Chicken Tractor

A chicken tractor is a portable enclosure used to move chickens around the yard. Our chicken tractor is not a housing unit, but some tractors can be built to house chickens. Ours is essentially a mobile playpen for use during the day.

A chicken tractor is a portable enclosure used to move chickens around the yard. Our chicken tractor is not a housing unit, but some tractors can be built to house chickens. Ours is essentially a mobile playpen for use during the day.

As a change of scenery for non-free range chickens:
As a change of scenery for non-free range chickens


My Original Plan
At the time we built our tractor, we weren’t planning to let our flock free-range but did want them to have the nutritional benefit and mental stimulation of foraging in the grass. I didn’t want the chickens destroying our annuals and garden, pooping everywhere or roaming into the neighbor’s yard.

 As a maternity ward for mama hen and her chicks:
As a maternity ward for mama hen and her chicks

The Reality
I changed my mind and decided to let the chickens free-range. The tractor quickly began serving many unintended purposes. Surprisingly, the girlz stay out of the neighbors’ yards. They did destroy some annuals and made a salad bar of my hostas, but I can live with that. The poop? I just clean up after them regularly. No biggie.

As a play-pen for adolescent chicks being slowly integrated into the flock.
As a play-pen for adolescent chicks being slowly integrated into the flock

Uses for a chicken tractor:

As a time-out for broody hens that need to be ‘broken,’  or a step-down unit for injured birds on the mend. Finally, as a training facility for the Avian Olympics in Synchronized Preening:

Windy & Madonna are my Blue Splash Marans hens.

Most of the materials we used to build our tractor were re-purposed or leftover items from other projects. Total cost was about $60.00. Entertainment value from watching my two year old ‘help’ build it: priceless.

As a play-pen for adolescent chicks being slowly integrated into the flock.

After the base was built and wheels attached, in went the rudimentary nesting boxes. The hinged door on the back of the nest boxes opens from the outside for egg retrieval. The black, ribbed material used to make the “hoop” portion of the tractor is irrigation tubing, commonly used for underground sprinkler systems. It’s hollow and very lightweight. Originally we planned on using PVC for the tractor but we learned that PVC isn’t very durable for this purpose and will crack eventually.

Most of the materials we used to build our tractor were re-purposed or leftover items from other projects. Total cost was about $60.00. Entertainment value from watching my two year old 'help' build it: priceless.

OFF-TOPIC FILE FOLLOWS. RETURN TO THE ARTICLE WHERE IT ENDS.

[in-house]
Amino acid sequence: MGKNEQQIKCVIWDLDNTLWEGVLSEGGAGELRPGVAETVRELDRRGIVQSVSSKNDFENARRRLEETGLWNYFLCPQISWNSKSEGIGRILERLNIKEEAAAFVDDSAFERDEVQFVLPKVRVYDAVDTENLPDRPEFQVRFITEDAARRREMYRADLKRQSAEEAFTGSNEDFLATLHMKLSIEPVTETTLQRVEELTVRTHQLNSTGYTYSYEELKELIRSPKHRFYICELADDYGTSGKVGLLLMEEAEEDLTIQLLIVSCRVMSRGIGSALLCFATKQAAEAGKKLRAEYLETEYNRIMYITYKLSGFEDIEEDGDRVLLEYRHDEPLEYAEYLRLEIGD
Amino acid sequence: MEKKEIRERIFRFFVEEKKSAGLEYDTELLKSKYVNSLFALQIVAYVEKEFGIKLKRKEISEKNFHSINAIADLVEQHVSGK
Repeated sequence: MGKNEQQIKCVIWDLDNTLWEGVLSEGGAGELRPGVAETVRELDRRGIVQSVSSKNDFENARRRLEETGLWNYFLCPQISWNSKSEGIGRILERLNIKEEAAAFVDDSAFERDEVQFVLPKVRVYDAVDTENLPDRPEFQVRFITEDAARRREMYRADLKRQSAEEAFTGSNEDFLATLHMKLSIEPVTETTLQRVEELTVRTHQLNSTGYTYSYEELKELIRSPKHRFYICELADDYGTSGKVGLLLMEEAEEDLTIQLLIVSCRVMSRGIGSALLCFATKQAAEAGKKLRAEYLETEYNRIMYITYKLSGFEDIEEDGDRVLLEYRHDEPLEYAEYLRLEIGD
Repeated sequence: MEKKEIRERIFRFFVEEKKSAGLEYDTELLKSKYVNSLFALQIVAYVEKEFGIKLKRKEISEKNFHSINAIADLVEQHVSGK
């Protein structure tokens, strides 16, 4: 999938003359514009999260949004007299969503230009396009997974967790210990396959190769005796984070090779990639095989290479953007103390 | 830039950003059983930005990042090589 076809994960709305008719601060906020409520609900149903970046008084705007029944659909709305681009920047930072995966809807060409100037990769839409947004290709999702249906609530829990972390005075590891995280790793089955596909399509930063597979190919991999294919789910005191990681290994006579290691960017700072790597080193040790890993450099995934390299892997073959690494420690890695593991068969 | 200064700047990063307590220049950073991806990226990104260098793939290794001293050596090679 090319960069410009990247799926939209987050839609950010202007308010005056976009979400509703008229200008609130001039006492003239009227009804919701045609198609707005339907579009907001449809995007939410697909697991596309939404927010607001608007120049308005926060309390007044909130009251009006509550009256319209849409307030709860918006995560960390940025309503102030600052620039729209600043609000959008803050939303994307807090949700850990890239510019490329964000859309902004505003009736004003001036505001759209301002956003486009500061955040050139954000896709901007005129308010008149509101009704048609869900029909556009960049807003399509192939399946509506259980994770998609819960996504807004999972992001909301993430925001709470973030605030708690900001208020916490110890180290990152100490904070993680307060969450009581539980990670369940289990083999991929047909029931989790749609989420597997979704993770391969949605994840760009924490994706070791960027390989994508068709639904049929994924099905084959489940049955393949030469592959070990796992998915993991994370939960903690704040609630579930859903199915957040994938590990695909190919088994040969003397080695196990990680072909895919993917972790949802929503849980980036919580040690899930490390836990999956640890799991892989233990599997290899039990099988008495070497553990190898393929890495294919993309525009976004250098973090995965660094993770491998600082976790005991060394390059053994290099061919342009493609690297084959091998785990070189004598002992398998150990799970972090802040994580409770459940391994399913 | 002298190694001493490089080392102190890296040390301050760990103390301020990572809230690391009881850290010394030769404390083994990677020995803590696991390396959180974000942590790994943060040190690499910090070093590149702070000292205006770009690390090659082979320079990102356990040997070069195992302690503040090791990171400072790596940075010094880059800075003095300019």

It was important to me that this tractor be lightweight. The only predators we worry about during the day are the hawks, so we used plastic poultry netting instead of hardware cloth. It cost $12.00 for a 36″x 50′ roll at Lowe’s.

Most of the materials we used to build our tractor were re-purposed or leftover items from other projects. Total cost was about $60.00. Entertainment value from watching my two year old 'help' build it: priceless.

We attached the netting with zip ties.

After the base was built and wheels attached, in went the rudimentary nesting boxes. The hinged door on the back of the nest boxes opens from the outside for egg retrieval. The black, ribbed material used to make the "hoop" portion of the tractor is irrigation tubing, commonly used for underground sprinkler systems. It's hollow and very lightweight. Originally we planned on using PVC for the tractor but we learned that PVC isn't very durable for this purpose and will crack eventually.

Introducing the girlz to the tractor for the first time

Introducing the girlz to the tractor for the first time

Bessie and Clarice had other ideas in mind for its use.

Bessie and Clarice had other ideas in mind for its use.

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Charlotte
8 years ago

I love it. Good information about the PVC vs irrigation tubing. I let my chickens free range now. But it took me about a year to let them out. They are so happy to run around and everytime I go out the door, they come running to me.

The Chicken Chick
8 years ago
Reply to  Charlotte

Thanks, Charlotte! We did the same thing. I was hesitant about free-ranging but, despite the obvious risks, I wouldn't have it any other way. Moving lawn ornaments, that's how I see it! 🙂

Lauren Scheuer
8 years ago

Wonderful post! Thank you!

ADozenGirlz/the Chicken Chick
Reply to  Lauren Scheuer

Thank you, Lauren! It was my pleasure. (I had the easy part in this tractor project: camera duty!)

Sandy
8 years ago

Isn't it funny how just about everything chicken gets revised, reworked, rebuilt, and repurposed! Now matter how much homework and research you do before building, there are always changes out of necessity or just because we think it might work or look better. LOL! Love the tips.

ADozenGirlz/the Chicken Chick
Reply to  Sandy

Sandy, you are SO right! I wish I had a nickel for every project that got re-designed in my backyard! My 'Virtual tour de coop' blog post has many of the revisions documented in it but there were many more!

Mike
8 years ago

Once again, I've learned something from you. I wished I would've read this before I built my 'tractor'. Now-a-days, my tractor has been turned into a semi-permanent fixture. I can move it with some disassembly, but it is so heavy. Next build, I'll use the Pages for Q & A.

Mike

ADozenGirlz/the Chicken Chick
Reply to  Mike

I'm happy to hear I helped you learn something. I'm sure your tractor will have plenty of uses even if portability isn't its main selling point. 🙂

Pattie Rollins
8 years ago

Fantastic Job! Thumbs Up!

ADozenGirlz/the Chicken Chick
Reply to  Pattie Rollins

Thanks Pattie! 🙂

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